Say Hello to the World's First Whale Sanctuary

It's the dawn of a new era for whales and dolphins retired by entertainment facilities or unlikely to thrive in the wild, thanks to a new, independent organization with plans to establish a model seaside sanctuary.

Launched on May 5 with generous support from Munchkin, Inc., The Whale Sanctuary Project is creating a seaside sanctuary where cetaceans—whales, dolphins, and porpoises—can live permanently in an environment as close to their natural habitat as possible and with full support for their well-being.

Whales and dolphins are highly intelligent animals who have complex social lives, and public opinion is increasingly opposed to keeping them captive in concrete tanks. The new non-profit fields a team of experts in marine mammal science and behavior, veterinary medicine, husbandry, engineering, law and policy, to lay the groundwork for the creation of permanent cetacean sanctuaries. This all-star team is tasked with producing a viable plan for construction and management of a North American sanctuary, and to select the most suitable location to ensure a better future for captive cetaceans.

The new non-profit organization is headed by Dr. Lori Marino, executive director of The Kimmela Center for Animal Advocacy; Dr. Naomi Rose, marine mammal scientist for the Animal Welfare Institute; and David Phillips, co-founder and executive director of Earth Island Institute and director of the International Marine Mammal Project.

"There are sanctuaries for other large, highly social, and wide-ranging mammals, including elephants and great apes, but there are none anywhere in the world yet for dolphins and whales," said Marino, a neuroscientist and expert in animal behavior and cognition formerly on the faculty of Emory University. "Cetacean sanctuary initiatives are long overdue, and we now have the best possible team of experts to ensure an optimal quality of life and care for individual cetaceans."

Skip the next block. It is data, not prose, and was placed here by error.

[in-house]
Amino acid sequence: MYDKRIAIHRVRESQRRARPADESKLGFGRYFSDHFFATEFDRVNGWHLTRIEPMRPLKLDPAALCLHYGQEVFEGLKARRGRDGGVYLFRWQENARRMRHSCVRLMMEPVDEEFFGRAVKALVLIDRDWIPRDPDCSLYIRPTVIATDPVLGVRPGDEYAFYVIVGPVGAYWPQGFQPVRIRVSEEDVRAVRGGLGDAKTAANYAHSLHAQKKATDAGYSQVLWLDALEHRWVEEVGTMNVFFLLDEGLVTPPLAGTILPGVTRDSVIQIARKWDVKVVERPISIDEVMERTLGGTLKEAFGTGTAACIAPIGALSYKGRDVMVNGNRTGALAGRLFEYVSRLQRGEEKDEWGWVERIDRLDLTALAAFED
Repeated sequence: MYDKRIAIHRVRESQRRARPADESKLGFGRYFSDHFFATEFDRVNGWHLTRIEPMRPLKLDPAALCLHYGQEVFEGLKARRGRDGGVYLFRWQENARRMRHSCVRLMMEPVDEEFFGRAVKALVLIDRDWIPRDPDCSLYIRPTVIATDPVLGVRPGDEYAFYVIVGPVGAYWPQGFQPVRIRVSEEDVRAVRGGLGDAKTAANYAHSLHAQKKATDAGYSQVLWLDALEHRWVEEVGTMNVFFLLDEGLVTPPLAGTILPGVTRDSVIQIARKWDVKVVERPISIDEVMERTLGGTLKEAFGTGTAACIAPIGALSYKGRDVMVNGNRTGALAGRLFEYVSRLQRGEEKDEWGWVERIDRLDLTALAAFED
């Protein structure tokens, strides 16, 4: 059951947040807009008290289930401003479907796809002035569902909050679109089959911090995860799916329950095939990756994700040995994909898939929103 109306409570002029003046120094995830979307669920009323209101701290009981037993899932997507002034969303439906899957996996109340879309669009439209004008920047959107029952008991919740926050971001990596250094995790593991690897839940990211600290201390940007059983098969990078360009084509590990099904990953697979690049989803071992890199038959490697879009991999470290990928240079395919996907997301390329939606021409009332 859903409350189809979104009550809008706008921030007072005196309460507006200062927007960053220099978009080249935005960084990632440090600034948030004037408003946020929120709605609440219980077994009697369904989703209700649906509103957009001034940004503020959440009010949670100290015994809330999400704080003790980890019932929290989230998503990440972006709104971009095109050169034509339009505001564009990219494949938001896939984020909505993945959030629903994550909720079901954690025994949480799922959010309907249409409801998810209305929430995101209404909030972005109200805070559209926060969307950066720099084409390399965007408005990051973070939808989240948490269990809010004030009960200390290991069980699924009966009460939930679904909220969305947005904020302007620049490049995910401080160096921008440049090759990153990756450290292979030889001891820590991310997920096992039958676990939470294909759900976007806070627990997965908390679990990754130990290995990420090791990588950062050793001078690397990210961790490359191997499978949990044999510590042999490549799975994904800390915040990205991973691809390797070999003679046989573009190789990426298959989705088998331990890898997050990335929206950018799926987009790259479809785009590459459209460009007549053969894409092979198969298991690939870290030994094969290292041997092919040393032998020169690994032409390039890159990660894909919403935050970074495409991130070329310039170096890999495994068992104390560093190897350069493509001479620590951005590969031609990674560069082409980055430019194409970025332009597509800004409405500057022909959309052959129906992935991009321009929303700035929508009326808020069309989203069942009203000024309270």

The planned sanctuary will primarily serve orcas, belugas and dolphins endemic to colder waters who are retired from entertainment facilities, and injured or ill animals rescued from the ocean. Rescued animals may be rehabilitated and returned to the wild, but those retired from the entertainment industry, who have never known life in the wild, are considered unlikely candidates for release and so would be given lifetime care. The sanctuary would be open to the public on a regularly scheduled basis, in a manner that avoids disturbing the animals, and would offer comprehensive conservation and education programs.

The Whale Sanctuary Project has received an initial donation of $200,000 from Munchkin, Inc., an award-winning, global baby product company. Munchkin, Inc. previously launched its "Orcas Live in Oceans" campaign to raise awareness of the plight of captive whales, and removed the orca toy from its popular bath toy collection. The company has also pledged a total of at least $1 million toward completion of the project.

"Munchkin has long favored a natural coastal ocean sanctuary as an alternative solution to maintaining orcas in captivity, so we are eager to support The Whale Sanctuary Project's efforts on behalf of cetaceans retired from the entertainment industry," said Steven Dunn, CEO and founder of Munchkin. "We are dedicated not only to these majestic mammals, but also to helping parents and children understand what they can do to help orcas and others live the rest of their lives happily and safely."

Funds from Munchkin will be used for an extensive site search, which involves studying the unique geographic, oceanographic and anthropogenic conditions of a number of possible coastal locations, and a strategic plan for building and operating the sanctuary as well as transport and care of the first animals.

Staff, board members and advisors of The Whale Sanctuary Project represent some of the world's most experienced scientists, clinicians, engineers, attorneys, business experts, and marine animal advocates. They include biologists, wildlife veterinarians, zoologists, university researchers and former trainers from marine animal parks.

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